Brazilian president defends meat processors amid rotten meat scandal

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Among those companies under investigations are meat giants JBS and BRF.

Brazil's President Michel Temer has sought to reassure foreign trade partners that the corruption scandal engulfing the country's meat industry does not mean its products are unsafe.

While the media reports referenced a number of second and third-tier meat processing and value-adding companies, some of the largest processors in Brazil, included BRF and JBS, have also been accused by media of wrongdoing.

It added that those companies follow the strictest domestic and worldwide rules and standards for beef, whether that meat is intended for the domestic market or for export markets.

Brazil is the world's biggest red meat exporter.

Brazilian authorities launched raids in six states on Saturday, after a two-year investigation.

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Singapore's biggest supermarket chain NTUC FairPrice confirmed on Monday (March 20) that it carries poultry products from two Brazilian suppliers caught in a rotten meat scandal, and is seeking clarification from them.

"Agribusiness for us in Brazil is incredibly important and cannot be devalued by a small group, by a minor thing that can be investigated, regulated and punished if needed", Temer told business leaders in Sao Paulo. "We don't use national brands because their quality has fallen over the last three years".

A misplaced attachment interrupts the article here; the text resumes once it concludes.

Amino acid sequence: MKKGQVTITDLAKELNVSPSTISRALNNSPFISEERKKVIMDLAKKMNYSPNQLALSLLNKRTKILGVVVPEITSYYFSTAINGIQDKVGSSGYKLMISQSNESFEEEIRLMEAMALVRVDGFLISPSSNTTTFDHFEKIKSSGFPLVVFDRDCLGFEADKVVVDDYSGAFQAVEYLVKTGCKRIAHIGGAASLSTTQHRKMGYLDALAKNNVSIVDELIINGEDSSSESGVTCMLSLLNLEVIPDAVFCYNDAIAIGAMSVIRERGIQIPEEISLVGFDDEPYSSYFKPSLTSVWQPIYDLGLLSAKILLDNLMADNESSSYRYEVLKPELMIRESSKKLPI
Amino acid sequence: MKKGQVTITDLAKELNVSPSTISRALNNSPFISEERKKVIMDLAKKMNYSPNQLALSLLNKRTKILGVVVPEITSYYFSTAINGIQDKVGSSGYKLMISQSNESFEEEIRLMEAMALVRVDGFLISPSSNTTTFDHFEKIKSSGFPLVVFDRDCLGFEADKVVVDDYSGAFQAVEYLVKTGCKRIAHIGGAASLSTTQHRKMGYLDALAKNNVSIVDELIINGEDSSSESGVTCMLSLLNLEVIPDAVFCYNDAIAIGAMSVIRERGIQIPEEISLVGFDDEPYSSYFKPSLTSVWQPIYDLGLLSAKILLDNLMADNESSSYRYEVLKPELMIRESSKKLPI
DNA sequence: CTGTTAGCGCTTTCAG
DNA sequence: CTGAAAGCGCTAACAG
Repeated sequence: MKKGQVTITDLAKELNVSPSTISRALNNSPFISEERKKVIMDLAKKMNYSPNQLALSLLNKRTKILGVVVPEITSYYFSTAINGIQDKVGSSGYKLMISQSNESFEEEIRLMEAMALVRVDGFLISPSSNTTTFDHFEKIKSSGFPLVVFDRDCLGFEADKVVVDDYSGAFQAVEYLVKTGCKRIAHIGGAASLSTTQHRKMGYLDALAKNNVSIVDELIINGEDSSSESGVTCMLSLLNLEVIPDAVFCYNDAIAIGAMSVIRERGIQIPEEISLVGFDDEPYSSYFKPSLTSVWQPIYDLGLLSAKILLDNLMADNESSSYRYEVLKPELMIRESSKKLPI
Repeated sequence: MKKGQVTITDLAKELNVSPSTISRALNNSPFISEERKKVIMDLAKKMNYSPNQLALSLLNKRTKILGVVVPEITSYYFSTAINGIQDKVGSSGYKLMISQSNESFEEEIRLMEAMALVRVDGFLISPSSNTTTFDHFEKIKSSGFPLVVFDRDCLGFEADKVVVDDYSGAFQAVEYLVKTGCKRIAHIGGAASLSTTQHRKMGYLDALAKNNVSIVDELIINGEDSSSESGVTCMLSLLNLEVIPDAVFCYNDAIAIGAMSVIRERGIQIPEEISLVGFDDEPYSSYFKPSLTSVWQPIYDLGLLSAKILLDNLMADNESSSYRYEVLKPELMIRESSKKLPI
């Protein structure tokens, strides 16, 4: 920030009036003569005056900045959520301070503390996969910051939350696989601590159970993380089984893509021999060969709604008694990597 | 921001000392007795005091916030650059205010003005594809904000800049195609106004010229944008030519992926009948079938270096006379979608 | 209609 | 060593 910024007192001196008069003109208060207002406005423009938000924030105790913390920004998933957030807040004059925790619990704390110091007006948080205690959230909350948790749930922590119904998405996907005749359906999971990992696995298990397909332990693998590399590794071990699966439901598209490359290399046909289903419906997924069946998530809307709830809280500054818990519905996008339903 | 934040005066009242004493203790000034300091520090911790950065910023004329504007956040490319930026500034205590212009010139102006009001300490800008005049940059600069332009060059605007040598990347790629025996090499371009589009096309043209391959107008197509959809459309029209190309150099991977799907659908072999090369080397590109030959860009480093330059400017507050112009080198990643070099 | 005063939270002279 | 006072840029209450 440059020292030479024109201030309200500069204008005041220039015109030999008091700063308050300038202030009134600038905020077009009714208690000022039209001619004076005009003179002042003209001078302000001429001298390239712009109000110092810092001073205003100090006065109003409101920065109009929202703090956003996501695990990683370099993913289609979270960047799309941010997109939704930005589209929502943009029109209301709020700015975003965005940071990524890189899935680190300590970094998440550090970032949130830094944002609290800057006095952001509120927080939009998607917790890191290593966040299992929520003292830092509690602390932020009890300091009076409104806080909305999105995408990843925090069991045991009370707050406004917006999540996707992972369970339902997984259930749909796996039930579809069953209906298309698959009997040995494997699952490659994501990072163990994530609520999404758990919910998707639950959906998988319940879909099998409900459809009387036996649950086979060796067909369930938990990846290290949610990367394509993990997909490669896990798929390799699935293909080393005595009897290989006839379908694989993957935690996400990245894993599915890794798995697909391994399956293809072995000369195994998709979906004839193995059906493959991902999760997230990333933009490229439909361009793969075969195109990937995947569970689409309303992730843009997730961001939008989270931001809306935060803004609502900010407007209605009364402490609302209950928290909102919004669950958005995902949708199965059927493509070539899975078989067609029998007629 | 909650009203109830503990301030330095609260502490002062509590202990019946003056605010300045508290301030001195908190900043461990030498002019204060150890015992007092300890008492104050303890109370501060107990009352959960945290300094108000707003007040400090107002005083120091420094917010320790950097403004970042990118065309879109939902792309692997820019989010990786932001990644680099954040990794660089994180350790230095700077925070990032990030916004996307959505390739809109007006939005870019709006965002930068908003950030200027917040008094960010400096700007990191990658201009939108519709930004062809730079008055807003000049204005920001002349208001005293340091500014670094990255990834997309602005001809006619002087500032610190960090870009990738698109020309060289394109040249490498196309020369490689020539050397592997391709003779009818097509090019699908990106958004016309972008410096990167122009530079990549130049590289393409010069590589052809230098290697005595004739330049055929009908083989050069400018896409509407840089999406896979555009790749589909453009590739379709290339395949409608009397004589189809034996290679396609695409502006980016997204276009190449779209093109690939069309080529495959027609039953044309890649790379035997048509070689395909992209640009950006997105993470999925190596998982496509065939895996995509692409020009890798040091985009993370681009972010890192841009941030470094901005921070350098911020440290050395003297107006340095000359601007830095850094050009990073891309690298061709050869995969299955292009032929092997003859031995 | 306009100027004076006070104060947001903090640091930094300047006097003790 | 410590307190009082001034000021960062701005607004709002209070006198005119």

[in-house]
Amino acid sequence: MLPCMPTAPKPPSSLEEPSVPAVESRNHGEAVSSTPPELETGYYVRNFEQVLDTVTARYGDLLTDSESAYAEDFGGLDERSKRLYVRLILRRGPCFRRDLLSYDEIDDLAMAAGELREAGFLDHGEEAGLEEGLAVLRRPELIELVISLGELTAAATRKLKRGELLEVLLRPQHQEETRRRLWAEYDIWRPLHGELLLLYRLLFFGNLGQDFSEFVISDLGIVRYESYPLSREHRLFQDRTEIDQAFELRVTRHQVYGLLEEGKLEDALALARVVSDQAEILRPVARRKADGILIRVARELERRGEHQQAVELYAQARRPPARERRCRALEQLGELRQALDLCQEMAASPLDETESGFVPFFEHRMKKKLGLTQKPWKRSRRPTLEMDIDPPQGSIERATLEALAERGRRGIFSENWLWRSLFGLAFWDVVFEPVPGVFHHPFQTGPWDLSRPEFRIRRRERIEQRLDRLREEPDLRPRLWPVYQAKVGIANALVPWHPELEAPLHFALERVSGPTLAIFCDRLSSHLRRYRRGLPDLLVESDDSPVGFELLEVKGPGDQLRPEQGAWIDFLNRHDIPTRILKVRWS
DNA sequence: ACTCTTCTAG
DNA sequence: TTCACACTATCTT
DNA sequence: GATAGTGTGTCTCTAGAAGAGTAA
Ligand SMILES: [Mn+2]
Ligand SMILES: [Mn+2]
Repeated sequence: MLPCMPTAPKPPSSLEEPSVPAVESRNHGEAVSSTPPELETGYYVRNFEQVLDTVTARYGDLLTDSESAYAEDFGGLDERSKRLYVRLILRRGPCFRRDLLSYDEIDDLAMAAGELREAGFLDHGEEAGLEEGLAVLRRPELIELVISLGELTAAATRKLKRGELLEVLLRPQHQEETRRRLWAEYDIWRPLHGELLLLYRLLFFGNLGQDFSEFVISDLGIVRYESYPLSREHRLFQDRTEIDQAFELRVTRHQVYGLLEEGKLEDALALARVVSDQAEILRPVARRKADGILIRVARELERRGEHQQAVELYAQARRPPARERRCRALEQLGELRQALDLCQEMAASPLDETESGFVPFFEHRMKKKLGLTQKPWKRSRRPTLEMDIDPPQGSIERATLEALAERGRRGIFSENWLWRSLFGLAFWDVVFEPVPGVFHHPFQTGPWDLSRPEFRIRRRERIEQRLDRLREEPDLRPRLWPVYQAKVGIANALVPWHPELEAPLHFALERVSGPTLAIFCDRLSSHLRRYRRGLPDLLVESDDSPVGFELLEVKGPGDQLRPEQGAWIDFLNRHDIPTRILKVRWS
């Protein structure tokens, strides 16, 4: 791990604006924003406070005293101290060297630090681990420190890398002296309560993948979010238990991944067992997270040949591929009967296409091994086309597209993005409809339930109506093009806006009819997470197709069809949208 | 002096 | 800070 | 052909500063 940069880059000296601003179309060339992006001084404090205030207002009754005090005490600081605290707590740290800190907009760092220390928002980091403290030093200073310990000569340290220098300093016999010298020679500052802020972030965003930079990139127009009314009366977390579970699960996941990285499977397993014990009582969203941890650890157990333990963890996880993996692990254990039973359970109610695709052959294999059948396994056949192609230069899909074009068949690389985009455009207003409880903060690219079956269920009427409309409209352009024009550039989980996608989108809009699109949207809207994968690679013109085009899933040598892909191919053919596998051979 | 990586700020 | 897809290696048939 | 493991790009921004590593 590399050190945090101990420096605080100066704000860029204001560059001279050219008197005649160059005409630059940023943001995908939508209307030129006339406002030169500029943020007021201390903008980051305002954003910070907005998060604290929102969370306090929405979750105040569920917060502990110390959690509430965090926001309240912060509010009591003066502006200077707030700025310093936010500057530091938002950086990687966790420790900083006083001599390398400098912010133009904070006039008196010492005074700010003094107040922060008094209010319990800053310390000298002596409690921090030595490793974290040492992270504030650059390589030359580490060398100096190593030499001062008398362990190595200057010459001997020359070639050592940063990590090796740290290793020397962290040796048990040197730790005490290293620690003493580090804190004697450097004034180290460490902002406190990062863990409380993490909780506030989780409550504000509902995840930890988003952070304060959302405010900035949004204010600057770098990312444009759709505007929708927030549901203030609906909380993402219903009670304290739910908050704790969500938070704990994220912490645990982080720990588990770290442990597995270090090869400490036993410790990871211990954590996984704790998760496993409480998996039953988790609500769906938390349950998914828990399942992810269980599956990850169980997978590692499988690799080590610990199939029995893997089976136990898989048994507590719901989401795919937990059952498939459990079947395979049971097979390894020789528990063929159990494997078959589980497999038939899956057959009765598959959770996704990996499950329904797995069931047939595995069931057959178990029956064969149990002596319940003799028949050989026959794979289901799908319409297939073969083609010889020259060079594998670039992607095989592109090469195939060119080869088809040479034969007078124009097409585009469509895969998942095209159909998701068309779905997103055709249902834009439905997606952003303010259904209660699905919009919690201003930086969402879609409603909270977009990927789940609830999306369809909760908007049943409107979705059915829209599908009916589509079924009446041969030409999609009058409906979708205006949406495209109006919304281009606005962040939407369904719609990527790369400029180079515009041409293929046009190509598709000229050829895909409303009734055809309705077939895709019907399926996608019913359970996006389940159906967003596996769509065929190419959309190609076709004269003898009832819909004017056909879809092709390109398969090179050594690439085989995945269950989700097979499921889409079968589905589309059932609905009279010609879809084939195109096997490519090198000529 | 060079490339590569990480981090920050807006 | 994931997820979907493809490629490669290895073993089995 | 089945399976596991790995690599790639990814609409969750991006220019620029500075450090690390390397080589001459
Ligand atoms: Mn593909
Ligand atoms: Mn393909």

"We have complete confidence in our approach to food safety and product quality in Brazil, and in all of our operations around the world".

Speaking to reporters in Brussels, European Union spokesman Enrico Brivio said the Brazilian companies involved in alleged bribery would be temporarily barred from shipping meat to the EU.

The Commission said the scandal would not affect negotiations between the European Union and South American bloc Mercosur about agreements on free trade.

Alongside Ministers of Agriculture and Commerce Blairo Maggi and Marco Pereira, Temer emphasized that "among over 11,000 employees in the meat sector only 33 are under invetigation, and of 4,837 freezer warehouses, only 21 have presumably violated regulations". "Should I eat it or just throw it all away? If I lived in the countryside, I'd start raising my own cows and chickens!"